Q&A: With OL Coach Steve Loney

You know all about the Vikings' starting offensive linemen, but we asked position Steve Loney about the young backups and how each of them is progressing.

Steve Loney is in his third season in charge of the Vikings' offensive line. This is his 28th season as a football coach.

Prior to joining the Vikings in 2002, Loney worked his third coaching stint at Iowa State, during which he was offensive coordinator and offensive line coach under Cyclones head coach Dan McCarney.

Loney also coached for the Gophers at Minnesota (1998-99), Iowa State (1995-97), Connecticut (1994), Arizona Cardinals (1993), Colorado State (1989-92), Citadel (1984-86), Morehead State (1979-83), Leavenworth H.S. (1977-78), Missouri Western State College (1975-76) and Iowa State (1974). He played collegiately at Iowa State from 1970-73.

Q: It had to be nice to see Cory Withrow meet expectations by filling in for Matt Birk during preseason, rather than getting baptized by fire if Birk suffered an injury in, say, midseason.
A: Until that happens there is a certain amount of speculation. Until the person is under the gun with pressure to perform at that high level, it is speculation. Now I don't think anybody has to speculate at all.

Q: Can offensive linemen — more than, say, skill positions — extend their careers by improving their mental approach to games and practice?
A: I'm sure there's a statistic someplace, but I'm sure the average length of an offensive lineman is greater than a running back. Dave's done a lot of the right things to put himself in this position.

Q: Certainly you hoped for it, but Chris Liwienski's versatility is what eventually got him placed into the starting lineup, isn't it?
A: The intent was for him to be a guard all along. In our system, when you can only dress seven offensive linemen for a game, those guards also have to be tackles or centers, or that tackle has to be able to play right or left. When you're backups in this system, you can't just hone in on one side of the line or one side of the position.

Q: Of your top nine offensive linemen, three (Birk, Adam Goldberg and Adam Haayer) are Minnesota natives. What gives?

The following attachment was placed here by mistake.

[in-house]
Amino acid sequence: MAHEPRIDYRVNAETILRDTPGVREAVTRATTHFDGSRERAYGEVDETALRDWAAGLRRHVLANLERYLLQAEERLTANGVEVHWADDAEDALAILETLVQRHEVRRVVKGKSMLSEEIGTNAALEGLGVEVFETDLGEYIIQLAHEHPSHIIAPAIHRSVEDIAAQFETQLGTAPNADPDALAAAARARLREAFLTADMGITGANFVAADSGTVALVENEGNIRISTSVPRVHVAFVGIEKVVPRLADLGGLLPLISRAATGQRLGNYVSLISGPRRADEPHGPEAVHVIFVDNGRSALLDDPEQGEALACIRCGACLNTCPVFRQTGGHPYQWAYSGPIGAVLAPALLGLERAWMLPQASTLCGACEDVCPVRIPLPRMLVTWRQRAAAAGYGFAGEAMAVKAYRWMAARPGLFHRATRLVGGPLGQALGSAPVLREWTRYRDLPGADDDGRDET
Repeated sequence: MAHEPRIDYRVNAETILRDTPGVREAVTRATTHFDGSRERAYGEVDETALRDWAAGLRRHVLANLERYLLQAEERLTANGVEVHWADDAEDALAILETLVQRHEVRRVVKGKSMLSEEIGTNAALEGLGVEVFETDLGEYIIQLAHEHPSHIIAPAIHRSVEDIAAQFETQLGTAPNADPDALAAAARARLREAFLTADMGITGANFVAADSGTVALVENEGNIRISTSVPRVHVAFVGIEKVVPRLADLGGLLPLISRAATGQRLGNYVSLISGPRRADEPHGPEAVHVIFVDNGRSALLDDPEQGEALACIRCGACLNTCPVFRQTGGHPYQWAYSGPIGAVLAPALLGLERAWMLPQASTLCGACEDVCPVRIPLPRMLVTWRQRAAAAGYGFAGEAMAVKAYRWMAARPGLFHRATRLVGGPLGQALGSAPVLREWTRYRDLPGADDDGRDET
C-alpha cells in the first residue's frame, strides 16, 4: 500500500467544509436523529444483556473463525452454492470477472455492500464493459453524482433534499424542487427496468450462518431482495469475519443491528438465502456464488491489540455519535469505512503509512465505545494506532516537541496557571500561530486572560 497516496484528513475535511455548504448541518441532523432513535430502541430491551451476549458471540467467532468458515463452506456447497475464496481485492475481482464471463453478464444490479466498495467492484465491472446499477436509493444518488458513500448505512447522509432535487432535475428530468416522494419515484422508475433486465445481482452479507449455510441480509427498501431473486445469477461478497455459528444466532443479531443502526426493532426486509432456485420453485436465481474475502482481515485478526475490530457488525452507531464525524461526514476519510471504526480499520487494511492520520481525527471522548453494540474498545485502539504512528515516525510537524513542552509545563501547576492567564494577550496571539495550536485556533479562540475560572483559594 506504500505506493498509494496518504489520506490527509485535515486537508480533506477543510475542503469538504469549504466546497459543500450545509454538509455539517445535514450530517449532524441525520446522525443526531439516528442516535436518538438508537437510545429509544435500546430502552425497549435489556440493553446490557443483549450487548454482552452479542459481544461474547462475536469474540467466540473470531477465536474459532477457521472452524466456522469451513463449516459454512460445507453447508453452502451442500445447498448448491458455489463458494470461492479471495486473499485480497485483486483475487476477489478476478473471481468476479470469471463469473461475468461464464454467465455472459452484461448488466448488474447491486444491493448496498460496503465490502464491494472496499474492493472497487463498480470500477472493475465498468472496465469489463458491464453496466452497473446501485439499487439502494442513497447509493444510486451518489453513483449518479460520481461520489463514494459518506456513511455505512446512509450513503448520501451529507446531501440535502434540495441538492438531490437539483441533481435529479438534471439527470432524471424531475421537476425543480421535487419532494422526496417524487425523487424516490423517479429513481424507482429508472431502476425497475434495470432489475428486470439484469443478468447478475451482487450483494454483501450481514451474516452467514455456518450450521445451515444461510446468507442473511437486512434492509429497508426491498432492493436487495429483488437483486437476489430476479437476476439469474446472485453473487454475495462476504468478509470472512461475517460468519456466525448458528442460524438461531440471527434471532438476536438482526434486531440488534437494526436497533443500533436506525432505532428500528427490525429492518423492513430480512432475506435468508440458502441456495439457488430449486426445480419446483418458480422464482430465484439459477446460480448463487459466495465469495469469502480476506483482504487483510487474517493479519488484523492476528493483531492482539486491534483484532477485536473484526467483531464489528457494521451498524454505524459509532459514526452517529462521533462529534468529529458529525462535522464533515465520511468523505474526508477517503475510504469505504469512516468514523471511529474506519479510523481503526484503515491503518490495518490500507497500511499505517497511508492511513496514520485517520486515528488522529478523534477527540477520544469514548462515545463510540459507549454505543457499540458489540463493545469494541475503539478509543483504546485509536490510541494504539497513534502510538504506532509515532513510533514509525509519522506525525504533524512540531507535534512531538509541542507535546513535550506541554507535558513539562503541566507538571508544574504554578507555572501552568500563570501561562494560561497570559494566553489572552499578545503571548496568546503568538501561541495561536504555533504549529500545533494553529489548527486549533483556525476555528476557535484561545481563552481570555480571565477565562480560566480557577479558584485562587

A: Sometimes that's the luck of the draw. Adam Haayer got exposure here because I coached him in college. Adam Goldberg had exposure here because he's from Edina. Sometimes to get a break, you have to have prior knowledge. There are a lot of guys out there. It doesn't keep the job, but it helps get their foot in the door. You don't give any preference to a local kid, but because they are local you have more exposure to them.

Q: The Vikings normally carry seven offensive linemen on a given Sunday. Including Withrow, that would leave one — either Goldberg, Haayer or Nat Dorsey. Who is the most versatile?
A: Mike has to get that determined in his mind. As you determine that each week, the one thing you have to consider is you never know where some injuries might occur. Whereas one guy is active one week, that guy could be inactive the other next week because of an injury or a need.

Q: What has Dorsey shown you?
A: He just turned 21 years old. He's very young and has never been in an offseason program. Prior to coming here he was always a left tackle. The development of him being on both sides of the line is ongoing. It was an excellent pick.

Q: How much pride do Vikings coaches take in "growing" players?
A: That allows a person to develop. I'm not the type of position coach where you throw the ball out. If they're the right type of people, they'll get better. As they get older, and you work with the fundamentals, they improve.

Q: What does Anthony Herrera need to do on the practice squad?
A: When you get your program to where you want it to be, you're going to have to cut some football players. Obviously we didn't have him rated above some guys we have, but down the road he'll be a guy who might pass a few of those guys up. He's a tough guy who's physical.

A: Were you worried about losing him to another team in the day between releasing him and signing him to the practice squad?
Q: No question. I told him when he left he may get another opportunity with another team and if that happens I wish him the best. But we really wanted him back. He was one we wanted to come back on this practice squad.

Q: We know what Jimmy Kleinsasser can do. Who's the best blocker of the remaining three — Jeff Dugan, Jermaine Wiggins or Richard Owens?
A: You take Richard Owens and Jeff Dugan … those guys are young guys who certainly are physical blockers.

Q: Obviously it's important to stay healthy. But how impressive was it for all five starting offensive linemen to start all 16 games last season? It makes your job easier, doesn't it?
A: It does for me. Personally, that's something I'm not great at. I don't like always worrying about shuffling this guy here or that guy there. When they can play week after week, it gives them a comfort level. They can communicate between the two of them, they understand each other. They know how the other person is going to react. That's the most important thing.

Q: Michael Bennett gets hurt last season, Moe Williams fills in nicely. Last year Onterrio Smith, as a rookie, also filled in impressively. Mewelde Moore is expected to get his chance and succeed. When do we start passing kudos to your offensive line?
A: We do take that kind of pride in what we do. If we do our job up front, we have the talent back there to do some damage. As we've all witnessed, you can't be too deep in running back. That puts us in a position that — even with injury or if somebody's nicked up — if we open some holes up front we're going to do well.

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